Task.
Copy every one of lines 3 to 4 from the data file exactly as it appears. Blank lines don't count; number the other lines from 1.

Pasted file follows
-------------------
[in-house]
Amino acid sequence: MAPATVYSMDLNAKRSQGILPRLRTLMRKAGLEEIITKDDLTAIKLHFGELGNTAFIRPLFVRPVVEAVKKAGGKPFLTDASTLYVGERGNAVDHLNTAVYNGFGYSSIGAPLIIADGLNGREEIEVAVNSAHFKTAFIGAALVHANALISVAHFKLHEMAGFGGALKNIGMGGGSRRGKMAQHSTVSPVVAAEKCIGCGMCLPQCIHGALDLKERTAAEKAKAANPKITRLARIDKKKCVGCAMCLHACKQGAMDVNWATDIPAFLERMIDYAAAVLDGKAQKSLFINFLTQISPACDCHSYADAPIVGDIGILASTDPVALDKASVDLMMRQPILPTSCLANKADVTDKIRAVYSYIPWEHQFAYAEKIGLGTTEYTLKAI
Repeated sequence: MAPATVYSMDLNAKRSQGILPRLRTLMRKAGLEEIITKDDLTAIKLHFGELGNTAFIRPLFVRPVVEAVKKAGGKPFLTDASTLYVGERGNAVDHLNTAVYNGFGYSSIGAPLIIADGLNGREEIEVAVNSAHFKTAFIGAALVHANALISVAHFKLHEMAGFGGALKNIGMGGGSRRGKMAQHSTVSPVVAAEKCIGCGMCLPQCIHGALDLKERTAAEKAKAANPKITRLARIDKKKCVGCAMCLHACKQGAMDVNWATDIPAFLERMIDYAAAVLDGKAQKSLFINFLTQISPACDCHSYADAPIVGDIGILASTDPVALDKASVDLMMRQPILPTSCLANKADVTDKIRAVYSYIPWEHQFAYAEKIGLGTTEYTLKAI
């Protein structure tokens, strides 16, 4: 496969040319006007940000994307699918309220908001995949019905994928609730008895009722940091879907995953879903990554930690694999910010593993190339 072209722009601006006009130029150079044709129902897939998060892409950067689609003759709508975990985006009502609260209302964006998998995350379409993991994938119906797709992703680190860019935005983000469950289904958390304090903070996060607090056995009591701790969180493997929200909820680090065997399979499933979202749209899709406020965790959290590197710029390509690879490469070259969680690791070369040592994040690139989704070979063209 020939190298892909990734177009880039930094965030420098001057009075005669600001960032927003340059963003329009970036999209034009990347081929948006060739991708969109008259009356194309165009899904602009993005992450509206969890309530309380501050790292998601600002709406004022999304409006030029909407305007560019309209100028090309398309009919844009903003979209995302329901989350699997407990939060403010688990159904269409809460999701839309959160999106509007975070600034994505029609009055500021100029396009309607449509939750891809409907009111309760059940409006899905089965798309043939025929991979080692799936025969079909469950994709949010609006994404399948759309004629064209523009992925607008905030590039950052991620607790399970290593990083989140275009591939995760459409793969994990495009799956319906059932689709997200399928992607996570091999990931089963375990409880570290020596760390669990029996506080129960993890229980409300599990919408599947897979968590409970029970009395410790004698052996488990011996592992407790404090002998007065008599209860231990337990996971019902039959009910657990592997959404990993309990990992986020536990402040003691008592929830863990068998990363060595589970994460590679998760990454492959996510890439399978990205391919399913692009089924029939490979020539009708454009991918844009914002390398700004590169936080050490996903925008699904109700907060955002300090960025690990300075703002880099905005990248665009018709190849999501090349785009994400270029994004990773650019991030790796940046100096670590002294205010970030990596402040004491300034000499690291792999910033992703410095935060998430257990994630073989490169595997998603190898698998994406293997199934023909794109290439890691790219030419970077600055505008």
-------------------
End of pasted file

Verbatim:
Repeated sequence: MAPATVYSMDLNAKRSQGILPRLRTLMRKAGLEEIITKDDLTAIKLHFGELGNTAFIRPLFVRPVVEAVKKAGGKPFLTDASTLYVGERGNAVDHLNTAVYNGFGYSSIGAPLIIADGLNGREEIEVAVNSAHFKTAFIGAALVHANALISVAHFKLHEMAGFGGALKNIGMGGGSRRGKMAQHSTVSPVVAAEKCIGCGMCLPQCIHGALDLKERTAAEKAKAANPKITRLARIDKKKCVGCAMCLHACKQGAMDVNWATDIPAFLERMIDYAAAVLDGKAQKSLFINFLTQISPACDCHSYADAPIVGDIGILASTDPVALDKASVDLMMRQPILPTSCLANKADVTDKIRAVYSYIPWEHQFAYAEKIGLGTTEYTLKAI
């Protein structure tokens, strides 16, 4: 496969040319006007940000994307699918309220908001995949019905994928609730008895009722940091879907995953879903990554930690694999910010593993190339 072209722009601006006009130029150079044709129902897939998060892409950067689609003759709508975990985006009502609260209302964006998998995350379409993991994938119906797709992703680190860019935005983000469950289904958390304090903070996060607090056995009591701790969180493997929200909820680090065997399979499933979202749209899709406020965790959290590197710029390509690879490469070259969680690791070369040592994040690139989704070979063209 020939190298892909990734177009880039930094965030420098001057009075005669600001960032927003340059963003329009970036999209034009990347081929948006060739991708969109008259009356194309165009899904602009993005992450509206969890309530309380501050790292998601600002709406004022999304409006030029909407305007560019309209100028090309398309009919844009903003979209995302329901989350699997407990939060403010688990159904269409809460999701839309959160999106509007975070600034994505029609009055500021100029396009309607449509939750891809409907009111309760059940409006899905089965798309043939025929991979080692799936025969079909469950994709949010609006994404399948759309004629064209523009992925607008905030590039950052991620607790399970290593990083989140275009591939995760459409793969994990495009799956319906059932689709997200399928992607996570091999990931089963375990409880570290020596760390669990029996506080129960993890229980409300599990919408599947897979968590409970029970009395410790004698052996488990011996592992407790404090002998007065008599209860231990337990996971019902039959009910657990592997959404990993309990990992986020536990402040003691008592929830863990068998990363060595589970994460590679998760990454492959996510890439399978990205391919399913692009089924029939490979020539009708454009991918844009914002390398700004590169936080050490996903925008699904109700907060955002300090960025690990300075703002880099905005990248665009018709190849999501090349785009994400270029994004990773650019991030790796940046100096670590002294205010970030990596402040004491300034000499690291792999910033992703410095935060998430257990994630073989490169595997998603190898698998994406293997199934023909794109290439890691790219030419970077600055505008």